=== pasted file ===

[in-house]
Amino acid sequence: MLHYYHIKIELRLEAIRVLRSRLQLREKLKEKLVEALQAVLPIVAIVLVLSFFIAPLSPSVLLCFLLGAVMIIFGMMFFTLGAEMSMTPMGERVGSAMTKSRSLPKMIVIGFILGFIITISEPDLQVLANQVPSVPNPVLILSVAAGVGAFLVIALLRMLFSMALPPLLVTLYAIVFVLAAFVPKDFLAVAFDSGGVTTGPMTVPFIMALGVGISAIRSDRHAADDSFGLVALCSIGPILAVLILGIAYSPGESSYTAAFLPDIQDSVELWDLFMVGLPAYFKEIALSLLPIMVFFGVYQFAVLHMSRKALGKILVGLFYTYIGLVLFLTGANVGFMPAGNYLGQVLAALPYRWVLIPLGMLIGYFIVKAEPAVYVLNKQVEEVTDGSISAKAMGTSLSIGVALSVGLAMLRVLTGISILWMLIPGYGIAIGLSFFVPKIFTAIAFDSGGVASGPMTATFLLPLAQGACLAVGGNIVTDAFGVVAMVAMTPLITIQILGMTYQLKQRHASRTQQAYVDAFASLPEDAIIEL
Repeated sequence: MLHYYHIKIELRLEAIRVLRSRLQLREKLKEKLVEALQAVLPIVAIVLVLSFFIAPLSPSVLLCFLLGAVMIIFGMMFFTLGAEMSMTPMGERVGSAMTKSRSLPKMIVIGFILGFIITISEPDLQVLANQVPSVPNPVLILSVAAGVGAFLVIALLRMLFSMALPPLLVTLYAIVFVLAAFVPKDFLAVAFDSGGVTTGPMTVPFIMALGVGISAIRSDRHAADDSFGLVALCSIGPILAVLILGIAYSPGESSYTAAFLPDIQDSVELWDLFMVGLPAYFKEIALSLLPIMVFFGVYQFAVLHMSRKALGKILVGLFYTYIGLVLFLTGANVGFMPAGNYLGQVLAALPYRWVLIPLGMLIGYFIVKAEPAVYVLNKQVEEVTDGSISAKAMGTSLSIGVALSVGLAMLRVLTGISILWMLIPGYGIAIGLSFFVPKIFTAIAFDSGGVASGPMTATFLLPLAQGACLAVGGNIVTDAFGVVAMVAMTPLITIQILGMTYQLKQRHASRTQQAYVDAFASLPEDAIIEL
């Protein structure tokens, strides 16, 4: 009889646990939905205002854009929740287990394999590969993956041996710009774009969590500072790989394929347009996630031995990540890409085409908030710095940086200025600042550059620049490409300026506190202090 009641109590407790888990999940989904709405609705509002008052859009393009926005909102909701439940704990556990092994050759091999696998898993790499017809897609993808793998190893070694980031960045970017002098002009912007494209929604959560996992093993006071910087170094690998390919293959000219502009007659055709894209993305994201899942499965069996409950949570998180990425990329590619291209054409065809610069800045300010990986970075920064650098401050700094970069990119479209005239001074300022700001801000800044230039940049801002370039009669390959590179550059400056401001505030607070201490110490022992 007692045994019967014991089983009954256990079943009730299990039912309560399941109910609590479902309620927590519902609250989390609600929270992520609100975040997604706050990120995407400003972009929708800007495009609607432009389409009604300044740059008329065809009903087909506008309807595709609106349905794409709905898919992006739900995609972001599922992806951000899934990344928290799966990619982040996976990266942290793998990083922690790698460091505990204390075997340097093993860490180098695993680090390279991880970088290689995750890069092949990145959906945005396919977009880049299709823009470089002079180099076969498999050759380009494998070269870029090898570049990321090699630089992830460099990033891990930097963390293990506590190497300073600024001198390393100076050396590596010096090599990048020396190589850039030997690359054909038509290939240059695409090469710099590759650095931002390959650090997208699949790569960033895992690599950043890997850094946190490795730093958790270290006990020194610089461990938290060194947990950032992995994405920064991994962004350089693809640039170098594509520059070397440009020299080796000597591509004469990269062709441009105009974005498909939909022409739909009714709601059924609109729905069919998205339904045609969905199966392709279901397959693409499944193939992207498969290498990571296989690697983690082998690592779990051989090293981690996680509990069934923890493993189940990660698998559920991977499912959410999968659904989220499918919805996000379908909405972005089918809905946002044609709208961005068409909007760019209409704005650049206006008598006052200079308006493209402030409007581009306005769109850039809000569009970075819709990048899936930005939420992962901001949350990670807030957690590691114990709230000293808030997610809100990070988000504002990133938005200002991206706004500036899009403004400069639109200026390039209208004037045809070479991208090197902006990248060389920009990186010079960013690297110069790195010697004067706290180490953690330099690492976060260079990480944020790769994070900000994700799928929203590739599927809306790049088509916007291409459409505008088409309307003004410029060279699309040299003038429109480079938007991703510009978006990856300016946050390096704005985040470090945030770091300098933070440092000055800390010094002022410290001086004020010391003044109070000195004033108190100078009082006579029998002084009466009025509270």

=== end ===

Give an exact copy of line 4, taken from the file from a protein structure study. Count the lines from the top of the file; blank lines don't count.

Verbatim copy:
């Protein structure tokens, strides 16, 4: 009889646990939905205002854009929740287990394999590969993956041996710009774009969590500072790989394929347009996630031995990540890409085409908030710095940086200025600042550059620049490409300026506190202090 009641109590407790888990999940989904709405609705509002008052859009393009926005909102909701439940704990556990092994050759091999696998898993790499017809897609993808793998190893070694980031960045970017002098002009912007494209929604959560996992093993006071910087170094690998390919293959000219502009007659055709894209993305994201899942499965069996409950949570998180990425990329590619291209054409065809610069800045300010990986970075920064650098401050700094970069990119479209005239001074300022700001801000800044230039940049801002370039009669390959590179550059400056401001505030607070201490110490022992 007692045994019967014991089983009954256990079943009730299990039912309560399941109910609590479902309620927590519902609250989390609600929270992520609100975040997604706050990120995407400003972009929708800007495009609607432009389409009604300044740059008329065809009903087909506008309807595709609106349905794409709905898919992006739900995609972001599922992806951000899934990344928290799966990619982040996976990266942290793998990083922690790698460091505990204390075997340097093993860490180098695993680090390279991880970088290689995750890069092949990145959906945005396919977009880049299709823009470089002079180099076969498999050759380009494998070269870029090898570049990321090699630089992830460099990033891990930097963390293990506590190497300073600024001198390393100076050396590596010096090599990048020396190589850039030997690359054909038509290939240059695409090469710099590759650095931002390959650090997208699949790569960033895992690599950043890997850094946190490795730093958790270290006990020194610089461990938290060194947990950032992995994405920064991994962004350089693809640039170098594509520059070397440009020299080796000597591509004469990269062709441009105009974005498909939909022409739909009714709601059924609109729905069919998205339904045609969905199966392709279901397959693409499944193939992207498969290498990571296989690697983690082998690592779990051989090293981690996680509990069934923890493993189940990660698998559920991977499912959410999968659904989220499918919805996000379908909405972005089918809905946002044609709208961005068409909007760019209409704005650049206006008598006052200079308006493209402030409007581009306005769109850039809000569009970075819709990048899936930005939420992962901001949350990670807030957690590691114990709230000293808030997610809100990070988000504002990133938005200002991206706004500036899009403004400069639109200026390039209208004037045809070479991208090197902006990248060389920009990186010079960013690297110069790195010697004067706290180490953690330099690492976060260079990480944020790769994070900000994700799928929203590739599927809306790049088509916007291409459409505008088409309307003004410029060279699309040299003038429109480079938007991703510009978006990856300016946050390096704005985040470090945030770091300098933070440092000055800390010094002022410290001086004020010391003044109070000195004033108190100078009082006579029998002084009466009025509270």